The owl helper here is another thing that conjured up memories of Clippy. Narrative is an important part of gamification, as is meeting goals. The blue progress bar will be familiar to anyone who has played games where you level up, commonly RPGs like World of Warcraft, Final Fantasy or Skyrim.
What happens when we get to the end of it?
Just look at that enthusiastic title, sharply-increasing graph, and pleasingly-perfect circle. Duolingo has already made you feel successful using its product, all while teaching you how to use it in a fun way.
Remember how easy the first level of games used to be? To use World of Warcraft as an example, you go from level 1 to level 2 within the first 5 minutes of playing the game. This instant gratification makes users feel good, and encourages them to stick around and keep paying that subscription money even when it might take a whole day (or 5) to level up later on down the line.
What kinds of early win-states can software designers build into their onboarding process?
When we talk about early win-states from the perspective of software, we usually call it an ‘Aha! moment‘. The interesting thing about Aha! moments is that they are often decided upon by the designer, not the user. (We decide when you say Aha!). Software uses early win-states to train you to use it and condition you into repeating what makes you feel good and what ensures you get the best use out of their product.
When you do something fundamental to the idea behind an app or proven to be a driving factor behind retention, you’ll be rewarded. It’s simple positive reinforcement.
I don’t know about you, but a list with a few items left unchecked makes me nervous. The thought of having that checklist sticking around and bugging me to complete it is enough for me to succumb to the 5 things Evernote thinks I need to do to become a successful user. Well done, Evernote.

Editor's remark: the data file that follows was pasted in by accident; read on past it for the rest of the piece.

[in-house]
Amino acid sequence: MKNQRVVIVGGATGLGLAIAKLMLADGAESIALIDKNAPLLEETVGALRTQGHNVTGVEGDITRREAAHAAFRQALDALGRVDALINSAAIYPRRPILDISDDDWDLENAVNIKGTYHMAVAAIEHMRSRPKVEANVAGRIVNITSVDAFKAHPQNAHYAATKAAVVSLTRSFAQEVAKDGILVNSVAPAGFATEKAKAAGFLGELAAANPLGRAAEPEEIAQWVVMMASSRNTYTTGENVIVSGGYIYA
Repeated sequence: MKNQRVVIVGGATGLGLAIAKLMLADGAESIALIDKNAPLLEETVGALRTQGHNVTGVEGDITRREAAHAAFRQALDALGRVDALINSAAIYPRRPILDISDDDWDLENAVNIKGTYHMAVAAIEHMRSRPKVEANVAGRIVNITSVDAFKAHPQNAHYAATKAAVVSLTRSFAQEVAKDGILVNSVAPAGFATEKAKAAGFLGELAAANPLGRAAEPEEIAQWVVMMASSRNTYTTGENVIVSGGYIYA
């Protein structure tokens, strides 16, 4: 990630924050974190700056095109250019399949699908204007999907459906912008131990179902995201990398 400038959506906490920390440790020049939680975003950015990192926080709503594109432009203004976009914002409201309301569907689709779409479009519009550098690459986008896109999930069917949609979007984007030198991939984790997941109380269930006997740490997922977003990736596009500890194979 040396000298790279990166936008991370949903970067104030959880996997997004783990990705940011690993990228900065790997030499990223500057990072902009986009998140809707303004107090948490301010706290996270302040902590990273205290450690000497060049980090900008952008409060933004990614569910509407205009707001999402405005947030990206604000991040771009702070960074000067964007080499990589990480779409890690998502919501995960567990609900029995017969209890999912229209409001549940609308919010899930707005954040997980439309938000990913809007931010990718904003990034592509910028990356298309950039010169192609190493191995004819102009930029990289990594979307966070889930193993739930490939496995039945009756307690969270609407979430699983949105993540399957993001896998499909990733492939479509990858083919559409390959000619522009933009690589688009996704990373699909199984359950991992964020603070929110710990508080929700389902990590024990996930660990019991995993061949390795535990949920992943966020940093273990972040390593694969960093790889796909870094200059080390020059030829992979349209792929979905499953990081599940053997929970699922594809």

When you start playing a video game for the first time, one of the first steps is usually character creation. At the most basic level, it’s naming the save file, at the most complex you’ll get to customize every aspect of your character’s appearance, voice and even history.
The same goes for software, especially those with social aspects. The whole point of Slackbot was profile creation, which is a tactic to increase retention by getting you personally involved with it before you do anything else.
To make you feel more at home, some apps or sites like GrowthHackers pre-populate your profile by bringing in your details from Twitter, Facebook or wherever you signed up through — Sean Ellis knows what’s up.
According to Yu-kai Chou, “just like how IKEA makes people attached to their furnitures by having customers build the furnitures themselves”. So that’s why they do it…
When Was the Last Time It Was Fun to Learn Software?
Even though business software is used for ‘serious’ tasks, that doesn’t mean it has to be a drag.
“When you’re having fun, you boost your positive emotions which activate the learning centres in your brain. That means you are connecting with more of the brain power you have and hence you’ll be more alert in noticing new things and learning through them”.
If that doesn’t sound like an effective way to program users into becoming successful with your product, I don’t know what does.
Does your product engage users with gamification? What kinds of effect has this had on your retention?
Let me know in the comments. +10xp to you if you do.
Image credit: Shutterstock
This post first appeared on ProcessStreet.